Doctors at the Cleveland Clinic recently performed the first deep brain stimulation for stroke surgery in a patient. The experimental procedure could help people regain function that is typically lost to stroke.
About half of the 800,000 Americans who have a stroke every year end up disabled. Dr. Andre Machado, chairman of the Cleveland Clinic Neurological Institute, is hoping to change that through deep brain stimulation (DBS): By implanting electrodes into the brain that provide small electric pulses, people can regain control over movements lost to stroke.
"We are frustrated with the state of post-stroke care as it is today," says Machado. "The goal is to give people better recovery to gain independence."
People who are disabled by stroke can regain some motor function from physical therapy, but many will not recover all their movement.
Judy Slater, 58, of Pulaski, Pennsylvania, is the first person to be surgically implanted with an electrode to treat her stroke symptoms with DBS. In May 2015, Slater suffered a stroke while trying to get out of bed. She fell down and couldn't get up, and was paralyzed on her left side. For some time, she couldn't move her left arm or leg. Today she can walk, but has to wear a brace, and her left arm is still paralyzed.
"I was nervous," she says about the surgery, which she underwent on Dec. 19. "You don't want anyone messing around in your brain, but I am curious to see if it's really going to work."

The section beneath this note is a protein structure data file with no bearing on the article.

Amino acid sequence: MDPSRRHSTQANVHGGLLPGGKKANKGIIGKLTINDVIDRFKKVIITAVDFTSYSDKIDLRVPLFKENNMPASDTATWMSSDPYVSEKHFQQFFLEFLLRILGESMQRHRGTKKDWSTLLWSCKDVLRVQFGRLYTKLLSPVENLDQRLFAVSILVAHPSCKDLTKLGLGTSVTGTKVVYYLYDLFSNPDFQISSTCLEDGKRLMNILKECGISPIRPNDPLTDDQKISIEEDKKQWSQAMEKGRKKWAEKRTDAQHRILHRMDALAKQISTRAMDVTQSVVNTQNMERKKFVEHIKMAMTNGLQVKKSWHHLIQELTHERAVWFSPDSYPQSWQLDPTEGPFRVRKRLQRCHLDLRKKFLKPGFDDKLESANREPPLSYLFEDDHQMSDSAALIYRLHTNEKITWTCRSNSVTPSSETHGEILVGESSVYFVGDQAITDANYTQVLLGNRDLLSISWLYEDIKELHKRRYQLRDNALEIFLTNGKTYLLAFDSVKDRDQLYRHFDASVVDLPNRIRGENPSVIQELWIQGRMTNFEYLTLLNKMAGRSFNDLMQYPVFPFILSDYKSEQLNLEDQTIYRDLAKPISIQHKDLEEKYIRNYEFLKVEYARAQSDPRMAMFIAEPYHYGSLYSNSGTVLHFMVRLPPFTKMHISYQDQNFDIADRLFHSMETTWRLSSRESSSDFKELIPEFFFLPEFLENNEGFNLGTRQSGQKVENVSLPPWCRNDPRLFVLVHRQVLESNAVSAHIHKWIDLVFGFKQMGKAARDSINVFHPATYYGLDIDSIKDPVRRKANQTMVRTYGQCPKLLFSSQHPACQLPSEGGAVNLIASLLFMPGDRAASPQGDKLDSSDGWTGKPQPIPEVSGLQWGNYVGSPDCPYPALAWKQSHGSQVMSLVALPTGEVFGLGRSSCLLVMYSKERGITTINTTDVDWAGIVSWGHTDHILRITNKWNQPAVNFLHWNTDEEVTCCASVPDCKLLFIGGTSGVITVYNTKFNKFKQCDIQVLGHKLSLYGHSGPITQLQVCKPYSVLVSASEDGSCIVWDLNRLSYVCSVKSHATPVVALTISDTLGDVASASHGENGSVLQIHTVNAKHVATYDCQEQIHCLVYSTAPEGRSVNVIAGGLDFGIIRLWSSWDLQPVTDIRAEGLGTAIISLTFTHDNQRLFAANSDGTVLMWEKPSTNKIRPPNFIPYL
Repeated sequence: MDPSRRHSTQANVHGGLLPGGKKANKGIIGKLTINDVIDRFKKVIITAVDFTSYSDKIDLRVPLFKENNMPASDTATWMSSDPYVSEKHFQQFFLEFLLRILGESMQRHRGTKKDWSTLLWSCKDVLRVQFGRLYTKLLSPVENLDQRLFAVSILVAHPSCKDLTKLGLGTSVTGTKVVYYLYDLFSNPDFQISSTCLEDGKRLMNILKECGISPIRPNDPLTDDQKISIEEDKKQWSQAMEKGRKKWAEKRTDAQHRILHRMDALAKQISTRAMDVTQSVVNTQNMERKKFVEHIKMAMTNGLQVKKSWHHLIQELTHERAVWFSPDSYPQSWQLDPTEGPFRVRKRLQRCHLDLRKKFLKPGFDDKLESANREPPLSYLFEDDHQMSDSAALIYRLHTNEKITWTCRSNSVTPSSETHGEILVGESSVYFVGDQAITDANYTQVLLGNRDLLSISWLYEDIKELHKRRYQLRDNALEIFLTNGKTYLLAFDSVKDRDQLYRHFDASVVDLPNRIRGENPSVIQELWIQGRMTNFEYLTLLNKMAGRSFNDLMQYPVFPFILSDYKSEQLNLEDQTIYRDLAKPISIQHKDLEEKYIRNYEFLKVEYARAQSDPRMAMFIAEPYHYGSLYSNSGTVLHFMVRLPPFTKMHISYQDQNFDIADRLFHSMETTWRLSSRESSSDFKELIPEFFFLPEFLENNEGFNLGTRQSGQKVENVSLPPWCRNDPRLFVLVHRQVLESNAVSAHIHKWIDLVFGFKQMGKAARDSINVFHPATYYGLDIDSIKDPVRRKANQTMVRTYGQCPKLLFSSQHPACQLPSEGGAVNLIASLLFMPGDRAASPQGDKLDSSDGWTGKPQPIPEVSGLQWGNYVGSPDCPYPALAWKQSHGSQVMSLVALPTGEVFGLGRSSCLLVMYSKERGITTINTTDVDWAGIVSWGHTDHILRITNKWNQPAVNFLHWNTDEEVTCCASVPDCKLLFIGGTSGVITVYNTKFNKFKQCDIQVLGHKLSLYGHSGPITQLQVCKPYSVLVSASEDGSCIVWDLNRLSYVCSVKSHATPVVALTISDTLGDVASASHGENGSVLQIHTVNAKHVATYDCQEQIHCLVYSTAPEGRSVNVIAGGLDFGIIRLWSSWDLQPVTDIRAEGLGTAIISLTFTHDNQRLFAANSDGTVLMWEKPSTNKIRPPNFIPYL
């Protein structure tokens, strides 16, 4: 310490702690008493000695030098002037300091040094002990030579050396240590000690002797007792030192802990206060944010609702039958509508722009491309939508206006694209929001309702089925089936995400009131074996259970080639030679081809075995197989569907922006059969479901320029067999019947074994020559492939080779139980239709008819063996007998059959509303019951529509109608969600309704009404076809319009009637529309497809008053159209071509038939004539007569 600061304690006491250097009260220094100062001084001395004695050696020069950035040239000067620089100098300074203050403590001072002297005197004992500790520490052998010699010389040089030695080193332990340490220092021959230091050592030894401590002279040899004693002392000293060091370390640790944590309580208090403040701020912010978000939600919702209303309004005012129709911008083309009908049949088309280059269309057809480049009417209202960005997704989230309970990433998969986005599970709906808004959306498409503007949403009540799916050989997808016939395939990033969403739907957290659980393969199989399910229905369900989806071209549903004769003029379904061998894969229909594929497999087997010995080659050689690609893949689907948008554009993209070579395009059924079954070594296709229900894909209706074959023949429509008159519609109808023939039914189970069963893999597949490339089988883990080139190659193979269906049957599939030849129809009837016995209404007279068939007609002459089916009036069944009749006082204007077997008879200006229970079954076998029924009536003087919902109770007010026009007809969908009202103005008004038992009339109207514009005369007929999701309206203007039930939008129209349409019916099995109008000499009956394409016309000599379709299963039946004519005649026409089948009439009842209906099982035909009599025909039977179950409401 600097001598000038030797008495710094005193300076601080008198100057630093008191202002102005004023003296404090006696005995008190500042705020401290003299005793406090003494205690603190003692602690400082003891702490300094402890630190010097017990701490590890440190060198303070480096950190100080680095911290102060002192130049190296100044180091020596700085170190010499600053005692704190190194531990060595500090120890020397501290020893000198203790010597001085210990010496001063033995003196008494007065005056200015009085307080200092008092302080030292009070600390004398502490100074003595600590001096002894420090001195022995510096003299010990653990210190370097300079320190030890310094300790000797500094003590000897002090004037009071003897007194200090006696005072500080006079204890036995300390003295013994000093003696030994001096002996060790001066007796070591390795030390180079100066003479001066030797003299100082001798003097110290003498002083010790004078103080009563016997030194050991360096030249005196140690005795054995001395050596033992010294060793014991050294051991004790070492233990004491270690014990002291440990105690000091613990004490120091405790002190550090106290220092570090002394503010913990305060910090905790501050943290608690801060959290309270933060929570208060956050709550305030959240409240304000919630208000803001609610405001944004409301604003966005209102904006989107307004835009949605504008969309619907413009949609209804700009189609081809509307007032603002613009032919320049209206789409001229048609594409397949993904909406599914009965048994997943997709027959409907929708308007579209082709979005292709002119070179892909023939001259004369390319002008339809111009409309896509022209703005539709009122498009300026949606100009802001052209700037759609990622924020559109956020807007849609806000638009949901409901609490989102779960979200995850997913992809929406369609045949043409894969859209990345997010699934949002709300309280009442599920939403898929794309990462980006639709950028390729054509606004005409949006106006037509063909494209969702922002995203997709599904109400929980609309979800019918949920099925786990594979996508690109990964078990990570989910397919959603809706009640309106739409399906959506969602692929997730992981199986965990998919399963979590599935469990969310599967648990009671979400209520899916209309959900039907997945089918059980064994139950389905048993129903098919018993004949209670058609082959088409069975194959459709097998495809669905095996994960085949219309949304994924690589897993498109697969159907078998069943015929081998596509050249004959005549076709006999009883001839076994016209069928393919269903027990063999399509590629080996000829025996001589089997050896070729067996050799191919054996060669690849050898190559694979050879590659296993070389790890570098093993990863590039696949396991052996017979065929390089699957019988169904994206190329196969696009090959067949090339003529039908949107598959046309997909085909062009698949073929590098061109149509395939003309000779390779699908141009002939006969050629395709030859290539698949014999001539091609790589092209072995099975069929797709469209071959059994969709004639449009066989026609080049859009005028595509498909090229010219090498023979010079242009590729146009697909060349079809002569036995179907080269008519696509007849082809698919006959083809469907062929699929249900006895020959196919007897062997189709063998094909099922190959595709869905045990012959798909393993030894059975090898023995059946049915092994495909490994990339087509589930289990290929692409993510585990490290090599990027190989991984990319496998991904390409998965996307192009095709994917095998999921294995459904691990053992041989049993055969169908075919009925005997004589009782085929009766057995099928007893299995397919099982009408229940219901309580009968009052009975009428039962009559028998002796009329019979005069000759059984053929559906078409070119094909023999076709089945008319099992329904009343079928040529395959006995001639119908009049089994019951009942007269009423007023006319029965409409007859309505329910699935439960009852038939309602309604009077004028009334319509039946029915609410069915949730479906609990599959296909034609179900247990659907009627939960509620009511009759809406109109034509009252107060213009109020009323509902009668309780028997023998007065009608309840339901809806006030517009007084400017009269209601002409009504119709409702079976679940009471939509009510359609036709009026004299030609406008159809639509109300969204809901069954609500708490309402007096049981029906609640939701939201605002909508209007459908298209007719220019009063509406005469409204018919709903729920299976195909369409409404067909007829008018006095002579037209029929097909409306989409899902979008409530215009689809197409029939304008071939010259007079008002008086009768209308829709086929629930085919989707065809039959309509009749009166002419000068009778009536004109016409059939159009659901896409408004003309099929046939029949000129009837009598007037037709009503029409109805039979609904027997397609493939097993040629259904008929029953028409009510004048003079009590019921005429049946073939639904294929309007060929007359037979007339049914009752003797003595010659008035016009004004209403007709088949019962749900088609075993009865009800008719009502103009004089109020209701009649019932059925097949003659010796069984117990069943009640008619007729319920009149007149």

Today Slater is recovering from the brain surgery, and in March doctors will turn on the stimulation. Slater will continue to undergo standard physical therapy to see if the DBS will improve upon any gains from standard rehabilitation. After about three months, doctors will turn off the stimulation to see if the effects remain.
Slater says she is already experiencing improvements, and can move her arm to about shoulder height.
Machado is also testing DBS to treat tremors in people with Parkinson's disease. Neither procedure is yet approved by the U.S. Food and Drug Administration (FDA). After doctors observe Slater's progress, they will enroll more people in the clinical trial. The team ultimately hopes to test DBS in 12 people with stroke-related disabilities.
"I am excited," says Slater. "I want to get back to everything working."